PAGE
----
ADSDAQ is not "yet another ad network". It’s not a revenue share network. It’s an exchange where as a publisher you set your CPM price, you can work with multiple networks and its self service with service. Jay says he’s going to walk us through the system.
What happens is you can go in and name your own CPM AskPrice. Publishers are already working with AdSense or YPM and have already identified what they’re CPM is. You can go in and ask to clear inventory at $1.25. What the market will do is ask you for your backup networks and either determine that the market can clear it at the higher price or, if the market can’t clear it, they’ll trap it and serve your backup networks as designated.
They asked people what they wanted out of an advertising platform and people kept telling them they wanted control. Control manifests itself in any number of ways – control about blocking competitors, control about blocking creatives you don’t like, etc. What they decided was that publishers were most concerned with pricing control.
Jay says ContextWeb’s ad platform is a very intuitive database. It’s graphical. No integration needed. Online reporting updated hourly. Easy to traffic through ad servers or directly on page.
It’s a contextual exchange. They’ll actually tell you how your site is contextualizing according to their real time engine. Typically, they’re clearing on average 50 to 60 percent of all impressions sent to the ADSDAQ exchange. It’s pretty incredible considering the pricing is all in your control.
Tony Mills is up.
Quigo’s Mission: Pioneering performance marketing solutions for premium publishers and advertisers. They offer publishers control and transparency.
AdSonar is a premium ad network providing publishers and advertisers with a private label platform supporting multiple targeting options, pricing mechanisms and ad forms. They sit in between advertisers and publishers.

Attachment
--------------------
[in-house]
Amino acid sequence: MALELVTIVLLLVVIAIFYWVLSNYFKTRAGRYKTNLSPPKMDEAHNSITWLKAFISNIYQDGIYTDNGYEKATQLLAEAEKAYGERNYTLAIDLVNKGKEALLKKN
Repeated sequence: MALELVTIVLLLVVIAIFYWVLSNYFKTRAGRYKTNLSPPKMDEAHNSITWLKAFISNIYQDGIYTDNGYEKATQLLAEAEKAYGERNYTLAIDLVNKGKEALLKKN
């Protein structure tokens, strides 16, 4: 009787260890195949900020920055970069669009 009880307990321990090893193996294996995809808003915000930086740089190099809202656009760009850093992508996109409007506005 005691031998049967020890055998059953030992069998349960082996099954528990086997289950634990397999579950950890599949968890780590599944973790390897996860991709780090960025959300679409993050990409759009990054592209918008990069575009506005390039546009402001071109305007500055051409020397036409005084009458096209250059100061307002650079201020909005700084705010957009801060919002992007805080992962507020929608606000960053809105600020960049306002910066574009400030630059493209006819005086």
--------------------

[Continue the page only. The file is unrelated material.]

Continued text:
Their value proposition is to provide increase revenue over a blind network. They offer greater control and transparency. For advertisers, they believe they’re a must buy.
Unlocking the value of premium inventory. Advertisers target the brands, pages and topics they want. Premium publishers get the values their brands deserve.
They have a new product they’ll be announcing shortly called AdLinks Plus. It bundles in text links and graphical text links that have both fixed placement and run of site placement. From a local basis with five small publishers, they’ve acquired an excess of 200 local advertisers. These advertisers were acquired by the local publishers sales force.
They’re also indexing local video from the site and syndicated video to show publishers exactly what video is bringing in what kind of revenue.
Question & Answer
In the early days of AdSense, a big part of optimizing the ad was to get the color right and the positioning on the page. I’ve given up on that. Is Google going to help advertisers break out their CTR?
Brian: That’s why I’m here. To hear these pain points and bring them back to the office. It’s not a matter of us not wanting to show this transparency, it’s about trying to get the features out. It’s about prioritization.
[Matt Cutts has left me with a tremendous amount of guilt over having to duck out of these Q&A’s but the next session is about to start. I promise that if the conference organizers give us some more breathing room that I’ll cover more of the juicy question and answer. Really.]